Finally, we went back to the amphitheater for a two-hour panel discussion moderated by Professor Phyllis Wimberley. The panelists included three former Stanford Law students who worked in programs with teen parents in Palo Alto, special education kids in Albuquerque, and Minnesota farmers threatened with losing their land.
Throughout the symposium, I was immersed with the spirit of these do-gooders whom the GOP Congress sees as the enemy. (If only they would stop advocating for those in poverty, Republicans claim, the lazy poor people would supposedly get off their duffs and go to work “just like the rest of us.”)
It’s such a pleasure and a relief to be in a roomful of people committed to helping society’s underdogs instead of demonizing them. And, of course, it also makes me ashamed at how little difference I’ve ever made in helping the lives of people in poverty.
There’s so much that lawyers can do. They don’t have to be the butt of pirate and piranha jokes. But the attitude toward public interest law among some people is, Oh, you’re doing this because you can’t do real law and make big money.
In 1996, public interest law is in crisis because it’s getting harder to be paid even the modest wages that legal services attorneys once enjoyed.
Yet the panelists offered suggestions on how to persevere, and I think that most people left feeling hopeful and undiscouraged.
My own opinion is that UF and the other Florida law schools need to have a loan forgiveness program for students who graduate and do public interest work.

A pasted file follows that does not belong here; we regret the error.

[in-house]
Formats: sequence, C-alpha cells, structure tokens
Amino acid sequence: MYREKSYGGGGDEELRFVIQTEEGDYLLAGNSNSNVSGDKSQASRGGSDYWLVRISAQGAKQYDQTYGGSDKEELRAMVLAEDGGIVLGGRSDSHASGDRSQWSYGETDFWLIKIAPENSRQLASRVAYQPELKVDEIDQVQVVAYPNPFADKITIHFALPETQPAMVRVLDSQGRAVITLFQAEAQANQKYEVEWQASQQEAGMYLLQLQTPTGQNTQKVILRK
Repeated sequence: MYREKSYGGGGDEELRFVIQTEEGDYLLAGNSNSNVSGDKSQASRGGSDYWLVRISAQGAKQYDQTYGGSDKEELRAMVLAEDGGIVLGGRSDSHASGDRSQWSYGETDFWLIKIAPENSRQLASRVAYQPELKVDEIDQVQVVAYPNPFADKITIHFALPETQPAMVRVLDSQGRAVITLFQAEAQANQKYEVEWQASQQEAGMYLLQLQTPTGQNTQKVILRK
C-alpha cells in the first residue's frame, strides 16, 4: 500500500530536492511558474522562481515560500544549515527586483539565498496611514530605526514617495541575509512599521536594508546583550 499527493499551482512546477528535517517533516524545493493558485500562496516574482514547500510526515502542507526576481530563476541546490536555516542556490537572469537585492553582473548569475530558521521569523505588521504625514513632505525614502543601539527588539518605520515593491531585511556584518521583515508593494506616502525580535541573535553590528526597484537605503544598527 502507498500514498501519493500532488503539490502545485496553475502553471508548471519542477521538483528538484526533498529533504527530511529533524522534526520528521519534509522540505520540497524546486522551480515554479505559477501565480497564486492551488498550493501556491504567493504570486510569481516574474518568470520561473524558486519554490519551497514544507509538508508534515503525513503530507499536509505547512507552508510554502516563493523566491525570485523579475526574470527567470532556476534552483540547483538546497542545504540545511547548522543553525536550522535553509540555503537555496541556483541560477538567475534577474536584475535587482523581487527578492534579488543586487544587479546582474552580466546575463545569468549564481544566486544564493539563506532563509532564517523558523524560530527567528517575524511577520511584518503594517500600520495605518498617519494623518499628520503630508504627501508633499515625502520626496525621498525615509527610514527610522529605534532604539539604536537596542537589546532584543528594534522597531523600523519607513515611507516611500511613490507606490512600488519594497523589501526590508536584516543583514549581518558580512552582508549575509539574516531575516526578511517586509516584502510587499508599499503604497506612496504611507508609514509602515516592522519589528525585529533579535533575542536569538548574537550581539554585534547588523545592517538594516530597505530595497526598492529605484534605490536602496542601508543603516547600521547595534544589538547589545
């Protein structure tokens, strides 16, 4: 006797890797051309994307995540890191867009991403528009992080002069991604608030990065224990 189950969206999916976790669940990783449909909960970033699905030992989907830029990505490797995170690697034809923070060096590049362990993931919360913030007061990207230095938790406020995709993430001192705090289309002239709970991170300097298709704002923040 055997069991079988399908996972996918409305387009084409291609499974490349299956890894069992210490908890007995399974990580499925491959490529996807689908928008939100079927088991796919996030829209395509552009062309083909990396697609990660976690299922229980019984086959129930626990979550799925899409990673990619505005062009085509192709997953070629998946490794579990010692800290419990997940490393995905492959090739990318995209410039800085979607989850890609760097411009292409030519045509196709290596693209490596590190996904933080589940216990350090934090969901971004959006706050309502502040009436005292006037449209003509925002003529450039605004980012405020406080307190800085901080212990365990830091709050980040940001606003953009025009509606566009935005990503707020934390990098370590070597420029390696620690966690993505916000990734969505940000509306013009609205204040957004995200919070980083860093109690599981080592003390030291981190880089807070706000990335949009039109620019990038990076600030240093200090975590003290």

The meeting ended at 12:45 PM, and after saying goodbye to everyone, I checked out of the hotel and headed home, stopping first at a Wendy’s on Semoran Boulevard.
The ride back up to Gainesville was a bit boring, but I didn’t really mind: I still enjoy tooling along a highway pushing 75 mph in a new rental car.
After dropping off the keys and rental contract at the desk at the Radisson, I went to the CGR office, where I xeroxed copies of my Orlando Sentinel article, which was illustrated with a delightful drawing.
Sunday, February 18, 1996
8 PM. When I got up this morning, it was 28° and I struggled with deep frost on my car windows as I drove to the laundry room, where I did three loads. Then I went to Kash n’ Karry for groceries and the Sunday New York Times.
Back home, after doing an hour of exercise to make up for the lack of a workout yesterday, I began reading the paper – though I still have a long way to go before I finish.
I got a call, supposedly from an AT&T guy who told me that he needed to know if I still wanted their service.
Immediately I grew suspicious, knowing the practice of “slamming” or stealing long-distance customers.
But he tried to allay my fears by explaining that there had been a computer breakdown, and I started to believe him.
However, when he told me about a free gift of a $10 certificate, I asked him where AT&T’s corporate headquarters were. He didn’t answer, instead explaining calmly how I could verify his authority.
Finally I said, “I don’t believe you and I’m going to hang up now.”